Instead, Progressive politicians tended to seek an end to unrest -- and the few times they didn't send the militia out to bust heads seemed dangerously radical to the capitalist class. Even Progressive measures like the 1890 Sherman Anti-Trust Act could be used creatively by anti-labor interests to protect large corporations. The US Supreme Court held that a union effort to organize boycotts was an illegal restriction of trade, as if the union were a monopolistic actor.
Everything came down to whether government sided with employers. We're tempted to say "or with unions," but honestly, that seldom happened -- the best workers could usually hope for was that government would simply try to force some sort of balance in negotiations.
Loomis contrasts two 1894 strikes to illustrate: when Pullman railcar builders' pay was cut by a quarter, they walked out, and other unions honored the strike, bringing rail service nearly to a halt. President Grover Cleveland sent in the Army to bust the strike, "using the pretense that it interfered with the delivery of the mail" (And again, the bosses invoked the Antitrust Act against the unions, too). Soldiers fired on strikers, heads got busted, and union organizer Eugene V. Debs went to prison. 13 strikers died and 57 were injured, and the strike was quashed.
By contrast, a few months prior to the Pullman strike, when Colorado gold miners went on strike over increased work hours with no raise in pay, the mine owners brought in scabs. A group of striking miners near Victor, Colorado beat up six deputies sent to protect the scabs, and the local sheriff asked the governor, Davis Waite, to bring in the militia to "restore order." Instead, Waite refused, so the mine owners raised a private army of goons. Things escalated:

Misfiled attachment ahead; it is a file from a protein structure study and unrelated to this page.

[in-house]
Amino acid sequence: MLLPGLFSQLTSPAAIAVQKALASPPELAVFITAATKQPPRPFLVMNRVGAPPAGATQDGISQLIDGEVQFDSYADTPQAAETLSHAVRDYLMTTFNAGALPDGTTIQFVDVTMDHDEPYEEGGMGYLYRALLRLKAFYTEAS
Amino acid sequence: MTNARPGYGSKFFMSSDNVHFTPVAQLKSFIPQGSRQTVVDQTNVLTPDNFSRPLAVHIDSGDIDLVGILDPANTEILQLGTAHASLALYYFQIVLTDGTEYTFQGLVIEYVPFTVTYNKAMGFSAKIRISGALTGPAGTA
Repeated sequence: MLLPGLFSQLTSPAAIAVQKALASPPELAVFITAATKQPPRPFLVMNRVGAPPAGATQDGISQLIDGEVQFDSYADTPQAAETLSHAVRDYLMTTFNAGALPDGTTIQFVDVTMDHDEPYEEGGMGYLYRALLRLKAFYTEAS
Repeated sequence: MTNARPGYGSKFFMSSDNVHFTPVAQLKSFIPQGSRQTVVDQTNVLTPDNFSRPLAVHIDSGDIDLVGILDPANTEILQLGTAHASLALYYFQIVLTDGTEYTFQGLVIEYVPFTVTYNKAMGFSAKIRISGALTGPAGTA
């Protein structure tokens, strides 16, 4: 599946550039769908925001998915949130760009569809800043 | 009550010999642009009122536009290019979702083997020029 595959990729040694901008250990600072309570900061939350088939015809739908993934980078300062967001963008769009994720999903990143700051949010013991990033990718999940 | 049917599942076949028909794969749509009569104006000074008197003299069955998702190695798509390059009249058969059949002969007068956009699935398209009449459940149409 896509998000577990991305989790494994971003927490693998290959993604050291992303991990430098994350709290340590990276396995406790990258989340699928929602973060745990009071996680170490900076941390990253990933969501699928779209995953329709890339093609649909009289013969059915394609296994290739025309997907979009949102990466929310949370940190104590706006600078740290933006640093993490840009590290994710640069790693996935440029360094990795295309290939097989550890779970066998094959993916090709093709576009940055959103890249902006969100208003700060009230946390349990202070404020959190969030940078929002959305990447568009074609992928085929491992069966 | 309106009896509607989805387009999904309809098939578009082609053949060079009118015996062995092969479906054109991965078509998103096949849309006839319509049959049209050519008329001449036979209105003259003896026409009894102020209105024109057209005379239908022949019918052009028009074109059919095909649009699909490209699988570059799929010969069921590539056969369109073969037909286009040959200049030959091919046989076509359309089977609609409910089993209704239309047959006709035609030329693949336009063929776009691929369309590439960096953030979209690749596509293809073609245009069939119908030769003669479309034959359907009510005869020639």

On May 24, miners took over the Strong Mine, near Victor. When 125 deputies marched to take it, the miners blew it up. The deputies fled, but the miners wanted blood. Many of the miners wanted to systematically blow up the mines. They filled a railroad car with dynamite and sent it down the track, hoping to cause an explosion in the deputies' camp, but it derailed.
Strangely, despite the very real violence, Waite didn't send the militia to break up the strike; instead, he send it to keep the two sides apart. The strikers let Waite act as their negotiator, and the owners were forced to restore the eight-hour day and reopen the mines. Not that the owners acquiesced right away, because who ever heard of the government not letting rich guys act as they wanted?
In Cripple Creek, they arrested hundreds of miners, formed a gauntlet, and forced townspeople to run through it while being beaten. Finally, the state militia rounded up the private police force. The governor stated he would keep the militia in Cripple Creek until the owners followed the rule of law, meaning they would have to keep paying their forces to do nothing. The employers caved and the workers won.
Hooray -- for a short while. The mine owners made sure Waite was ousted in the next election, and the concessions won by the miners were soon reversed.
Still, the Cripple Creek strike illustrated that when government doesn't completely side with capital, strikes can work. But when the two are in cahoots, virtually no labor action can succeed.
The chapter focuses on Teddy Roosevelt's intervention in the 1902 coal strike, in which Pennsylvania miners demanded an eight-hour day, union recognition, and a pay system that didn't cheat miners. Needless to say, the owners, led by George Baer, weren't keen on the idea. Baer knew who could best look out for workers, after all, as he explained in a letter he titled "Divine Right of Capital":